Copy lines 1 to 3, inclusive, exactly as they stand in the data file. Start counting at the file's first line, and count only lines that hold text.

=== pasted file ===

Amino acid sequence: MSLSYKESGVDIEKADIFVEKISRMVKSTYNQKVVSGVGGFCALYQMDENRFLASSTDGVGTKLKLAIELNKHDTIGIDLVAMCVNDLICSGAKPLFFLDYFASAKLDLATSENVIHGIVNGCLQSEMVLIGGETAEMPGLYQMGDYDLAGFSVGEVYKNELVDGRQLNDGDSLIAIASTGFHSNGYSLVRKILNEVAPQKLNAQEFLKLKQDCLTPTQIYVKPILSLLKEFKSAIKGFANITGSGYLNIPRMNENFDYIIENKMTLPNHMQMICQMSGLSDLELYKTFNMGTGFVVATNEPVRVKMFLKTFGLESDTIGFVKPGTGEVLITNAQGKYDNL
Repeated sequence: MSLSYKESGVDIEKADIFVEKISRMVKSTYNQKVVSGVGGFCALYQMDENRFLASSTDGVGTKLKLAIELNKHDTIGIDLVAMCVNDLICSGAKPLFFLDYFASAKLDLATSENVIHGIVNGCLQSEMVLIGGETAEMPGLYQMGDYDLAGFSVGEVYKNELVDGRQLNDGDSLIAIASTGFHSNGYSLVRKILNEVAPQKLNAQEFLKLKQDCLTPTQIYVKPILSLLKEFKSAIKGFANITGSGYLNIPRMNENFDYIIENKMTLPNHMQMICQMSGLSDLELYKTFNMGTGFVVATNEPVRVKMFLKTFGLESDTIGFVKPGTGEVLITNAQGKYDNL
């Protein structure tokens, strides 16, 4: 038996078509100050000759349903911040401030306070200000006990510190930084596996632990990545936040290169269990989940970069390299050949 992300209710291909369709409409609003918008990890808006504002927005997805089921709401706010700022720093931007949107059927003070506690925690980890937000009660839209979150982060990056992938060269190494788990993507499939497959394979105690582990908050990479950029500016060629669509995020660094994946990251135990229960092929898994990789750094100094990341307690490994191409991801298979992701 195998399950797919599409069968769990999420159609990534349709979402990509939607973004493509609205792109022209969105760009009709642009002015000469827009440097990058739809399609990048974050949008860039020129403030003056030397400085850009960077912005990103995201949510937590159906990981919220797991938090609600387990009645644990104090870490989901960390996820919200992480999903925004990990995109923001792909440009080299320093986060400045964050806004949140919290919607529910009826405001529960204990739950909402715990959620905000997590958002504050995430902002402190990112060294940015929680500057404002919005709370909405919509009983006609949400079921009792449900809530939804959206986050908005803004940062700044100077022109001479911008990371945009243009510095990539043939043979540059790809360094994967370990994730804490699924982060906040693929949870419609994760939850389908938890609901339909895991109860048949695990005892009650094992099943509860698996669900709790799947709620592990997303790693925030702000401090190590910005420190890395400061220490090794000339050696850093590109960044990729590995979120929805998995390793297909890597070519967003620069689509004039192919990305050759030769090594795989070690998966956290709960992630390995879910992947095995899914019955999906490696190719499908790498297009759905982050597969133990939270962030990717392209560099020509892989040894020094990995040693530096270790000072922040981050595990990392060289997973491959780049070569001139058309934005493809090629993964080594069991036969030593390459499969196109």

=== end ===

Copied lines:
Amino acid sequence: MSLSYKESGVDIEKADIFVEKISRMVKSTYNQKVVSGVGGFCALYQMDENRFLASSTDGVGTKLKLAIELNKHDTIGIDLVAMCVNDLICSGAKPLFFLDYFASAKLDLATSENVIHGIVNGCLQSEMVLIGGETAEMPGLYQMGDYDLAGFSVGEVYKNELVDGRQLNDGDSLIAIASTGFHSNGYSLVRKILNEVAPQKLNAQEFLKLKQDCLTPTQIYVKPILSLLKEFKSAIKGFANITGSGYLNIPRMNENFDYIIENKMTLPNHMQMICQMSGLSDLELYKTFNMGTGFVVATNEPVRVKMFLKTFGLESDTIGFVKPGTGEVLITNAQGKYDNL
Repeated sequence: MSLSYKESGVDIEKADIFVEKISRMVKSTYNQKVVSGVGGFCALYQMDENRFLASSTDGVGTKLKLAIELNKHDTIGIDLVAMCVNDLICSGAKPLFFLDYFASAKLDLATSENVIHGIVNGCLQSEMVLIGGETAEMPGLYQMGDYDLAGFSVGEVYKNELVDGRQLNDGDSLIAIASTGFHSNGYSLVRKILNEVAPQKLNAQEFLKLKQDCLTPTQIYVKPILSLLKEFKSAIKGFANITGSGYLNIPRMNENFDYIIENKMTLPNHMQMICQMSGLSDLELYKTFNMGTGFVVATNEPVRVKMFLKTFGLESDTIGFVKPGTGEVLITNAQGKYDNL
């Protein structure tokens, strides 16, 4: 038996078509100050000759349903911040401030306070200000006990510190930084596996632990990545936040290169269990989940970069390299050949 992300209710291909369709409409609003918008990890808006504002927005997805089921709401706010700022720093931007949107059927003070506690925690980890937000009660839209979150982060990056992938060269190494788990993507499939497959394979105690582990908050990479950029500016060629669509995020660094994946990251135990229960092929898994990789750094100094990341307690490994191409991801298979992701 195998399950797919599409069968769990999420159609990534349709979402990509939607973004493509609205792109022209969105760009009709642009002015000469827009440097990058739809399609990048974050949008860039020129403030003056030397400085850009960077912005990103995201949510937590159906990981919220797991938090609600387990009645644990104090870490989901960390996820919200992480999903925004990990995109923001792909440009080299320093986060400045964050806004949140919290919607529910009826405001529960204990739950909402715990959620905000997590958002504050995430902002402190990112060294940015929680500057404002919005709370909405919509009983006609949400079921009792449900809530939804959206986050908005803004940062700044100077022109001479911008990371945009243009510095990539043939043979540059790809360094994967370990994730804490699924982060906040693929949870419609994760939850389908938890609901339909895991109860048949695990005892009650094992099943509860698996669900709790799947709620592990997303790693925030702000401090190590910005420190890395400061220490090794000339050696850093590109960044990729590995979120929805998995390793297909890597070519967003620069689509004039192919990305050759030769090594795989070690998966956290709960992630390995879910992947095995899914019955999906490696190719499908790498297009759905982050597969133990939270962030990717392209560099020509892989040894020094990995040693530096270790000072922040981050595990990392060289997973491959780049070569001139058309934005493809090629993964080594069991036969030593390459499969196109």